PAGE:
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From American Archaeology Magazine

A Snapshot of Subsistence and Rebellion

By Kelley Berliner VERMONT | The Egg Mountain site consists of a hillside settlement that was likely occupied from the late 1700s until approximately 1820. At least a dozen cellar holes, combined with stone walls...

See what’s coming in the Summer Issue of American Archaeology

Get a preview of the summer issue of American Archaeology Magazine HERE!  Read article excerpts, book reviews, and more!  TAC Members should receive a copy in the mail soon!  Non-members can find a copy on...

Identifying Good Government

By Michael Bawaya In August of 1970, the renowned anthropologist Robert Carneiro published a paper titled “A Theory of the Origin of the State” in the journal Science. The paper explored the theories that had...

The Altered States Of America

By Gayle Keck The present is catching up to the past. For millennia, Native Americans have entered altered states of consciousness for social, ceremonial, recreational, and medicinal reasons. Now, in modern times, substances that induce...

The Story Of Marshall’s Pen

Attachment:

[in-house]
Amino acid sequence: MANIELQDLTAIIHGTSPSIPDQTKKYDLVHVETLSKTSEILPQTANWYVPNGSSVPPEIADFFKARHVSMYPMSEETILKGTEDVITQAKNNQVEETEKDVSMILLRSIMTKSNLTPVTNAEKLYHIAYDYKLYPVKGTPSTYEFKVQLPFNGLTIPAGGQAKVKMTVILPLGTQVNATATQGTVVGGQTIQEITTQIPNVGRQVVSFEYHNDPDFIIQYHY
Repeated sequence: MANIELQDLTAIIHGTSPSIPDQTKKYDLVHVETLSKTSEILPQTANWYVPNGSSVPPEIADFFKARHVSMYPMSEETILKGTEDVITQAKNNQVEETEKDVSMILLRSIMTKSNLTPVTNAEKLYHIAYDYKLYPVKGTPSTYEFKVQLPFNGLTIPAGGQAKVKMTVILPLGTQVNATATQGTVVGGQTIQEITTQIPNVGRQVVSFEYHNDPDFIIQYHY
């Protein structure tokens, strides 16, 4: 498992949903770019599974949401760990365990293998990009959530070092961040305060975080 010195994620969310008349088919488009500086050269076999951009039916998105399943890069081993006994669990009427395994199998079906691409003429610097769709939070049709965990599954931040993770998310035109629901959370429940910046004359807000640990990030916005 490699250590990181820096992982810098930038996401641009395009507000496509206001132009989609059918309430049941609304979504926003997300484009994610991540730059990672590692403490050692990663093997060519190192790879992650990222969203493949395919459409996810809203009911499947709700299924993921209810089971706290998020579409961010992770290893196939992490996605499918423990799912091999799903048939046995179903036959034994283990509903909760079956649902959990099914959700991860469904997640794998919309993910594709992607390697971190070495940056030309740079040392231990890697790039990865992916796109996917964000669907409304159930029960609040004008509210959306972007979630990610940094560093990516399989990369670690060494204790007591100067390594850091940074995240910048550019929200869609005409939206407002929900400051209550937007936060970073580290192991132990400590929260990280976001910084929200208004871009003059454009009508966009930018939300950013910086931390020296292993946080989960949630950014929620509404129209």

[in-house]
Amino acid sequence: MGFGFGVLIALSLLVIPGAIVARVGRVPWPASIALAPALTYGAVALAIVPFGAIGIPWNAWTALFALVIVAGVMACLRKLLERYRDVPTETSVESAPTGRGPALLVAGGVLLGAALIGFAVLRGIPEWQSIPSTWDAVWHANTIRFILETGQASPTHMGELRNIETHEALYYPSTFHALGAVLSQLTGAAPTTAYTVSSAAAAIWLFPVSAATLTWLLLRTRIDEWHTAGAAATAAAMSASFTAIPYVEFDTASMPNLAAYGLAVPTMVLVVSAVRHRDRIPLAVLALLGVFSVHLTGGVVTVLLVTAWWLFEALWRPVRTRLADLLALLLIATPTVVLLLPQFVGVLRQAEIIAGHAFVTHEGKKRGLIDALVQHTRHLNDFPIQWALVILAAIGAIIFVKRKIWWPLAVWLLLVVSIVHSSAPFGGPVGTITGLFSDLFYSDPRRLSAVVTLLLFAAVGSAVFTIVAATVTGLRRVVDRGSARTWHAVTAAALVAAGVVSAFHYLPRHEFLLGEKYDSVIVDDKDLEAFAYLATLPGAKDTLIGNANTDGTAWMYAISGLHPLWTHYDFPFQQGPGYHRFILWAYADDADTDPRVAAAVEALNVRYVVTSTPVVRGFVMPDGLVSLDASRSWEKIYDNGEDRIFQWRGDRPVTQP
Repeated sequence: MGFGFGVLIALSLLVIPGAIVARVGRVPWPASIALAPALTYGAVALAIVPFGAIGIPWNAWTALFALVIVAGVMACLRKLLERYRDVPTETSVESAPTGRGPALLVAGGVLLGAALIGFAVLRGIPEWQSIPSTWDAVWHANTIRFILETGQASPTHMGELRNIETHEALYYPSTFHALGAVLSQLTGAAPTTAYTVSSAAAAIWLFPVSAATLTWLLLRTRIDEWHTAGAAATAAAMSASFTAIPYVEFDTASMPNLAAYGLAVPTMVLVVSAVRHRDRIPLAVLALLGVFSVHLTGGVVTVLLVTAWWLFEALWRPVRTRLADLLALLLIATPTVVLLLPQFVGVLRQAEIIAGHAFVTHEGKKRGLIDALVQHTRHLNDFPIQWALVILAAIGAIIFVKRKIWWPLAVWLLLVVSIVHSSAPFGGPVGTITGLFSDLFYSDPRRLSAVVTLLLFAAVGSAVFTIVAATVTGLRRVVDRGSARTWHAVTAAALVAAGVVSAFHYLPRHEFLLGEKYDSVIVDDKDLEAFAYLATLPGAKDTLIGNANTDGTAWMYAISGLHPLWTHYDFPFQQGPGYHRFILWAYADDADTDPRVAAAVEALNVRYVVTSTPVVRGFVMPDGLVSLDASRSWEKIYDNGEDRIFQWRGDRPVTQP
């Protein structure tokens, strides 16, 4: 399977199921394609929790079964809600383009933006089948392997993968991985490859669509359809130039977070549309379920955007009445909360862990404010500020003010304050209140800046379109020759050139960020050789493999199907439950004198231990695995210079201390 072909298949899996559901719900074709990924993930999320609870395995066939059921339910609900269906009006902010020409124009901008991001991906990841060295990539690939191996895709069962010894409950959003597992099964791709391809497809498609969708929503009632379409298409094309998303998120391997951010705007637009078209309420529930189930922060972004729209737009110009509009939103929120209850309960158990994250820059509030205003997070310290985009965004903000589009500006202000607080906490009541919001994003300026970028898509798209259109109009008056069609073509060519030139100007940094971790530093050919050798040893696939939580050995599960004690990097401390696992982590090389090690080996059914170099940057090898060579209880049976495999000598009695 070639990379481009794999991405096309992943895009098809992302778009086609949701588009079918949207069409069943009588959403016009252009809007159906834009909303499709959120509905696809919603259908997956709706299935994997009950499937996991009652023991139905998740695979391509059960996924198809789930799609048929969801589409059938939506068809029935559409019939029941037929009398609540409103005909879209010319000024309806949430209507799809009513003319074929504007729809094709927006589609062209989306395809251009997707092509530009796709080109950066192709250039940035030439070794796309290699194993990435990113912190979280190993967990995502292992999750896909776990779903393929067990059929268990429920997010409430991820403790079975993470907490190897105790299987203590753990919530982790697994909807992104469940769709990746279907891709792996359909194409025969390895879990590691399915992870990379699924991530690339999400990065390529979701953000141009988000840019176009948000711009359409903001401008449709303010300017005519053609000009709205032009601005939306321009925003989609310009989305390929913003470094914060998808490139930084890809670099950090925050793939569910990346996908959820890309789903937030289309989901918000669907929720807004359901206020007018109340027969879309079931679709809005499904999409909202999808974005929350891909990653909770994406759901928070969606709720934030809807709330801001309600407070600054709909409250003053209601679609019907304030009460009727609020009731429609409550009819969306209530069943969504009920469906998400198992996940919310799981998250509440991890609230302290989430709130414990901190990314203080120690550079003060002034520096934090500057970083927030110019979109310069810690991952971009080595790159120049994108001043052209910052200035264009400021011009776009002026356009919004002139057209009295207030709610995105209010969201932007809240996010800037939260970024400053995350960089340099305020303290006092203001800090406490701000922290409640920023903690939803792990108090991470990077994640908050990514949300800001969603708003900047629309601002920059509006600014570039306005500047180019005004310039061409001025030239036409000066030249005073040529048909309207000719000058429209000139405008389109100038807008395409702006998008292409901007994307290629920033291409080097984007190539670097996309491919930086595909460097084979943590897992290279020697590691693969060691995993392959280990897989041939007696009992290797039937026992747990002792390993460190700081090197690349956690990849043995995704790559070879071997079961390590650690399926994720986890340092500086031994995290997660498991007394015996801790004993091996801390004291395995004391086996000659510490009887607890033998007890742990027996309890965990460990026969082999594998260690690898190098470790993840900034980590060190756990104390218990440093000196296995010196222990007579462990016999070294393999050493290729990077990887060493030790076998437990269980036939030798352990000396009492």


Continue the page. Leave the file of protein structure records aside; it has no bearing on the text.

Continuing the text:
By David Malakoff In the early 1800s, Alexander Lindsay, a retired British general who was a former governor of Jamaica and the sixth Earl of Balcarres, sensed an opportunity to cash in on Europe’s thirst...

Rewriting The History Of The Rappahannocks

By Paula Neely For years, Anne Richardson, chief of the Rappahannock tribe, gathered with her people for ceremonies and summer fish fries at several locations along the Rappahannock River in Virginia. She didn’t realize the...

A Glimpse Of New York’s Past

By Jackie Rocheleau Most visitors to New York State begin and end their trips in New York City. But those traveling outside the urban center can experience the rich history of the region across the...

Read highlights from the Spring issue of American Archaeology

The Spring 2022 edition of American Archaeology is now available!  Get your copy on select newsstands nationwide or become a member of The Archaeological Conservancy for your complimentary subscription.  Read highlights from the latest...

Horses And People

By Julian Smith One of the most enduring icons of the American West is a Native American rider on horseback, galloping into battle or chasing down a herd of buffalo. For all of its cultural...

The Maya Collapse Revisited

By Mike Toner Ever since explorers John Stephens and Frederick Catherwood stumbled out of the Yucatán Peninsula’s jungles two centuries ago with headline-making tales of crumbling stone ruins, scholars have struggled to explain what happened...